All United Flights Were Briefly Grounded—Here’s What to Know

United Airlines paused all departures nationwide on Tuesday as it addressed a systemwide technology issue. Here’s the latest.

United Airlines airplane getting towed at Newark International Airport

For a brief moment, United Airlines’ flight operations were halted.

Tim Gouw/Unsplash

Anyone flying United Airlines on Tuesday, September 5, around midday (Central Daylight Time), may have gotten a bit of a rude awakening. United requested a brief halt on all flight departures nationwide on Tuesday, the Federal Aviation Administration (FAA) confirmed in a statement. The pause in departures was later lifted.

“We are experiencing a systemwide technology issue and are holding all aircraft at their departure airports,” United said in a statement sent to AFAR. “Flights that are already airborne are continuing to their destination as planned. We’re currently investigating and will share more information as it becomes available.”

Very shortly after releasing the statement, United said that it had identified “a fix” for the technology issue and that its flights had resumed.

“We’re working with impacted customers to help them reach their destinations as soon as possible,” United stated.

As of press time, 350 United flights were experiencing delays, a number that appeared to be ticking upward, according to data provided by flight-tracking service FlightAware. Only a handful of United flights had been canceled entirely on Tuesday as of publishing.

This is the third time in less than a year that a technical glitch has disrupted air travel on a large scale in the United States. The biggest snafu was during the 2022 holiday season, when Southwest Airlines canceled more than 15,000 flights over the course of a week due to outdated crew-scheduling technology that displaced flight crews after a series of winter storms, essentially shutting down almost all of the carrier’s operations.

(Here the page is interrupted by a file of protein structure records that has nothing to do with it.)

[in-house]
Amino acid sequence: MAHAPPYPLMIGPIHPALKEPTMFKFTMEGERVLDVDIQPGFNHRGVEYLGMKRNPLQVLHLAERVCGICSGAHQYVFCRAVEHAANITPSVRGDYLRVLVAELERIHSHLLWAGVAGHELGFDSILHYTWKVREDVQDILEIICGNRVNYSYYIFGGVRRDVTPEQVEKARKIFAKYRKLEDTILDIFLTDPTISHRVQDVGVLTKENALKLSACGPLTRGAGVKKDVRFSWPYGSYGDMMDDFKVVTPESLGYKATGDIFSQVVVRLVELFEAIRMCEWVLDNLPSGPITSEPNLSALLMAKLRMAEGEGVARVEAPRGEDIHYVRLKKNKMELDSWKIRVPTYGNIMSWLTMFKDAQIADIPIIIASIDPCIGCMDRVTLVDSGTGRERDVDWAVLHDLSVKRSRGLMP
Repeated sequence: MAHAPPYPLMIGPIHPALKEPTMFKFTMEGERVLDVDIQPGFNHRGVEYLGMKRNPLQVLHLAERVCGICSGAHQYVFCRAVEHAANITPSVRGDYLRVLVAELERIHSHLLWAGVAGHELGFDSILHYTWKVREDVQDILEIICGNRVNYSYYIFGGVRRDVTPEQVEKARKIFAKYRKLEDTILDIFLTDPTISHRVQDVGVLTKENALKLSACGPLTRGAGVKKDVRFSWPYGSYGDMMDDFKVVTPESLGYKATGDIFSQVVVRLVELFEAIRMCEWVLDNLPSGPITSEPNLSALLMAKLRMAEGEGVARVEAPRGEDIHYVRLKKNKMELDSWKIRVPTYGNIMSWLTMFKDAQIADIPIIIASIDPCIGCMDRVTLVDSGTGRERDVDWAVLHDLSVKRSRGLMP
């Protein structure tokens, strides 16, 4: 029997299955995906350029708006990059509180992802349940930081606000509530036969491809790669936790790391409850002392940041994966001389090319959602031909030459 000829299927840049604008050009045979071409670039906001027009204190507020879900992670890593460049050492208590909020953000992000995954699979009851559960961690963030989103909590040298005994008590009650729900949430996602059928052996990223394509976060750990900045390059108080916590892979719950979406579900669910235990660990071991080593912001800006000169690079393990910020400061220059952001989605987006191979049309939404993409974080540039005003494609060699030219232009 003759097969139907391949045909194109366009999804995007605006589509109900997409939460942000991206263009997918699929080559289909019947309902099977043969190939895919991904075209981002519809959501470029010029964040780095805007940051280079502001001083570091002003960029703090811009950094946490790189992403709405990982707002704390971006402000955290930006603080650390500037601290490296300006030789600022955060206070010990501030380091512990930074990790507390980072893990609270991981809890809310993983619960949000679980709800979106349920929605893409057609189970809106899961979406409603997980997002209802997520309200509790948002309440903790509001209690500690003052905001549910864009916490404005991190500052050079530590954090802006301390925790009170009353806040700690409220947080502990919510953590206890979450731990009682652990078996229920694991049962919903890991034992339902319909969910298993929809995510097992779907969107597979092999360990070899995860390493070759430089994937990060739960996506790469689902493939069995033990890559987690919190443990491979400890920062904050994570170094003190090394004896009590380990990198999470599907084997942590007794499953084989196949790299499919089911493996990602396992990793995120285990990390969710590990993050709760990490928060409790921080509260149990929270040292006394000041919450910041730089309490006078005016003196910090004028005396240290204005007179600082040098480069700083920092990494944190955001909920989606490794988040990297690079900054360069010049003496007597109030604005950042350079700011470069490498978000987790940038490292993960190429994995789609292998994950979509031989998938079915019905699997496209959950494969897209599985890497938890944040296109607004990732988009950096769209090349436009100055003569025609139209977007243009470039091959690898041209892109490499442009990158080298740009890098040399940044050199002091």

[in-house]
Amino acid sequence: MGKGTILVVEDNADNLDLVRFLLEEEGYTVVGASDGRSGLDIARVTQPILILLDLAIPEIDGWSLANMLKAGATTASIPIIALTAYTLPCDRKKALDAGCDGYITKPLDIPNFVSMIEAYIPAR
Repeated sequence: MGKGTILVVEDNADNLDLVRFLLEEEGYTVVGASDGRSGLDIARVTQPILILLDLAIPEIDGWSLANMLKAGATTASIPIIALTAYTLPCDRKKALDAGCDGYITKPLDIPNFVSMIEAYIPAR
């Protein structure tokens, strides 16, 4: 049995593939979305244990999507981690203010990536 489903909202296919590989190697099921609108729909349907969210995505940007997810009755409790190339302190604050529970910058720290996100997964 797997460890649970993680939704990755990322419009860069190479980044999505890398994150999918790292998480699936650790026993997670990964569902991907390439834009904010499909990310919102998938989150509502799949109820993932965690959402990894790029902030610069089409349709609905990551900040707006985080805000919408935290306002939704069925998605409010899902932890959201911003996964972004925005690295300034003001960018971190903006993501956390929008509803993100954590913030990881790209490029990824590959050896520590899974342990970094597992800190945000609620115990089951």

Less than a few weeks later, in mid-January, a FAA computer error affecting the agency’s Notice to Air Missions (NOTAMs) system briefly brought flights across the U.S. to a standstill.

Following those technical mishaps, AFAR’s special air correspondent Barbara Peterson, dug into the seemingly chronic infrastructure issues plaguing the U.S. air travel network. What she found is that the problem is not new and likely isn’t going to go away overnight.

“There’s one underlying cause of all the chaos that has long resisted a quick fix—aging and bug-prone technology,” Peterson wrote in her story.

United has yet to reveal the precise details on what went wrong. Until then, air travelers should always be armed with information in case they encounter any issues, including knowing how best to track the status of your flight in real time, and how to best avoid flight delays and cancellations (and what to do when delays and cancellations occur).

Michelle Baran is a deputy editor at AFAR where she oversees breaking news, travel intel, airline, cruise, and consumer travel news. Baran joined AFAR in August 2018 after an 11-year run as a senior editor and reporter at leading travel industry newspaper Travel Weekly.
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